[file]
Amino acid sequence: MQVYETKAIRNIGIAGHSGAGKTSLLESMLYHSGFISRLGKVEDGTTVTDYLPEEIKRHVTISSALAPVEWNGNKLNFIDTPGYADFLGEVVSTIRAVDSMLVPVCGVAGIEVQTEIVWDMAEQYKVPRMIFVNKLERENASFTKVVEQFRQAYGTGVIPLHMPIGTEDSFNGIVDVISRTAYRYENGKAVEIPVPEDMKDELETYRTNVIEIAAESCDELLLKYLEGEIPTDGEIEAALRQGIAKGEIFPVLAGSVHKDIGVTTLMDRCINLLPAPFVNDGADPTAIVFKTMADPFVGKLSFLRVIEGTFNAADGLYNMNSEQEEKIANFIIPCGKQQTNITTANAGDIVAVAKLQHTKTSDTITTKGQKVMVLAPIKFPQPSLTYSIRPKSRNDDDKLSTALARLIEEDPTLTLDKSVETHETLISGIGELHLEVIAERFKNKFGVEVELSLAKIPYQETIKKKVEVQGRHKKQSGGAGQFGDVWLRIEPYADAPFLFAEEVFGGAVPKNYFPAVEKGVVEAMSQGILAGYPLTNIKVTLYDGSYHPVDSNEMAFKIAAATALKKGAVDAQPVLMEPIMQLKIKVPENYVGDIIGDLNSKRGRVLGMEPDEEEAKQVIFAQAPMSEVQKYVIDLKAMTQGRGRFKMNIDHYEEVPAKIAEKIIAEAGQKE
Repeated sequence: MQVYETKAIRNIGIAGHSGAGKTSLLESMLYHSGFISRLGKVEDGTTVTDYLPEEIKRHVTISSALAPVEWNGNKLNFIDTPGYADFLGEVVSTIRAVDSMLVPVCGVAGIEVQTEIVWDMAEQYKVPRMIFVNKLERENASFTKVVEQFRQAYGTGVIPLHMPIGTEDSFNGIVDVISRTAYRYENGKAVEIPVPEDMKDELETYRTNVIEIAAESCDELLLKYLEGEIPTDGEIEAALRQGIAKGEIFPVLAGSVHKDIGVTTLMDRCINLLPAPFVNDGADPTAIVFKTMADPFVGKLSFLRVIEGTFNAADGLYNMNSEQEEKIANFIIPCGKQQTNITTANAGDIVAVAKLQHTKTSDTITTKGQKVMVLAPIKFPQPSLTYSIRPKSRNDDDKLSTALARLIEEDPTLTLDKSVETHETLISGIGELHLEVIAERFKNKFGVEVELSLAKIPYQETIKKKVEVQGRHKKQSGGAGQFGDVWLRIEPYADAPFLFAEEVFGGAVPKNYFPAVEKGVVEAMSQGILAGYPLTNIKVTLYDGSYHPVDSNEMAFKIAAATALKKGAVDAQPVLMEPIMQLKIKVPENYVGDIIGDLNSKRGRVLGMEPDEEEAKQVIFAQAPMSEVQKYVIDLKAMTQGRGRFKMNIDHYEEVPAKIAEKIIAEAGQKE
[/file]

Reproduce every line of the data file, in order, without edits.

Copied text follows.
Amino acid sequence: MQVYETKAIRNIGIAGHSGAGKTSLLESMLYHSGFISRLGKVEDGTTVTDYLPEEIKRHVTISSALAPVEWNGNKLNFIDTPGYADFLGEVVSTIRAVDSMLVPVCGVAGIEVQTEIVWDMAEQYKVPRMIFVNKLERENASFTKVVEQFRQAYGTGVIPLHMPIGTEDSFNGIVDVISRTAYRYENGKAVEIPVPEDMKDELETYRTNVIEIAAESCDELLLKYLEGEIPTDGEIEAALRQGIAKGEIFPVLAGSVHKDIGVTTLMDRCINLLPAPFVNDGADPTAIVFKTMADPFVGKLSFLRVIEGTFNAADGLYNMNSEQEEKIANFIIPCGKQQTNITTANAGDIVAVAKLQHTKTSDTITTKGQKVMVLAPIKFPQPSLTYSIRPKSRNDDDKLSTALARLIEEDPTLTLDKSVETHETLISGIGELHLEVIAERFKNKFGVEVELSLAKIPYQETIKKKVEVQGRHKKQSGGAGQFGDVWLRIEPYADAPFLFAEEVFGGAVPKNYFPAVEKGVVEAMSQGILAGYPLTNIKVTLYDGSYHPVDSNEMAFKIAAATALKKGAVDAQPVLMEPIMQLKIKVPENYVGDIIGDLNSKRGRVLGMEPDEEEAKQVIFAQAPMSEVQKYVIDLKAMTQGRGRFKMNIDHYEEVPAKIAEKIIAEAGQKE
Repeated sequence: MQVYETKAIRNIGIAGHSGAGKTSLLESMLYHSGFISRLGKVEDGTTVTDYLPEEIKRHVTISSALAPVEWNGNKLNFIDTPGYADFLGEVVSTIRAVDSMLVPVCGVAGIEVQTEIVWDMAEQYKVPRMIFVNKLERENASFTKVVEQFRQAYGTGVIPLHMPIGTEDSFNGIVDVISRTAYRYENGKAVEIPVPEDMKDELETYRTNVIEIAAESCDELLLKYLEGEIPTDGEIEAALRQGIAKGEIFPVLAGSVHKDIGVTTLMDRCINLLPAPFVNDGADPTAIVFKTMADPFVGKLSFLRVIEGTFNAADGLYNMNSEQEEKIANFIIPCGKQQTNITTANAGDIVAVAKLQHTKTSDTITTKGQKVMVLAPIKFPQPSLTYSIRPKSRNDDDKLSTALARLIEEDPTLTLDKSVETHETLISGIGELHLEVIAERFKNKFGVEVELSLAKIPYQETIKKKVEVQGRHKKQSGGAGQFGDVWLRIEPYADAPFLFAEEVFGGAVPKNYFPAVEKGVVEAMSQGILAGYPLTNIKVTLYDGSYHPVDSNEMAFKIAAATALKKGAVDAQPVLMEPIMQLKIKVPENYVGDIIGDLNSKRGRVLGMEPDEEEAKQVIFAQAPMSEVQKYVIDLKAMTQGRGRFKMNIDHYEEVPAKIAEKIIAEAGQKE